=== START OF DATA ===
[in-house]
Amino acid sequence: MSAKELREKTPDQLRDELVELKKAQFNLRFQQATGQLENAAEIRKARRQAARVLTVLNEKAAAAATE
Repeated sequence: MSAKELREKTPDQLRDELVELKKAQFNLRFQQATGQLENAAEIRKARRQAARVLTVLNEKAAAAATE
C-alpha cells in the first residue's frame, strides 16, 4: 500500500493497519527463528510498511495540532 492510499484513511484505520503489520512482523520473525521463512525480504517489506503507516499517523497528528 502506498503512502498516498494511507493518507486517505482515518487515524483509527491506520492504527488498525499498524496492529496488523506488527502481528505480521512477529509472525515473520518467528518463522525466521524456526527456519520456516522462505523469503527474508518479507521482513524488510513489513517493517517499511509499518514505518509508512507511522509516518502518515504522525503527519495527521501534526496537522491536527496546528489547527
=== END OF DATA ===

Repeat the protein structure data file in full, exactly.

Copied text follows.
[in-house]
Amino acid sequence: MSAKELREKTPDQLRDELVELKKAQFNLRFQQATGQLENAAEIRKARRQAARVLTVLNEKAAAAATE
Repeated sequence: MSAKELREKTPDQLRDELVELKKAQFNLRFQQATGQLENAAEIRKARRQAARVLTVLNEKAAAAATE
C-alpha cells in the first residue's frame, strides 16, 4: 500500500493497519527463528510498511495540532 492510499484513511484505520503489520512482523520473525521463512525480504517489506503507516499517523497528528 502506498503512502498516498494511507493518507486517505482515518487515524483509527491506520492504527488498525499498524496492529496488523506488527502481528505480521512477529509472525515473520518467528518463522525466521524456526527456519520456516522462505523469503527474508518479507521482513524488510513489513517493517517499511509499518514505518509508512507511522509516518502518515504522525503527519495527521501534526496537522491536527496546528489547527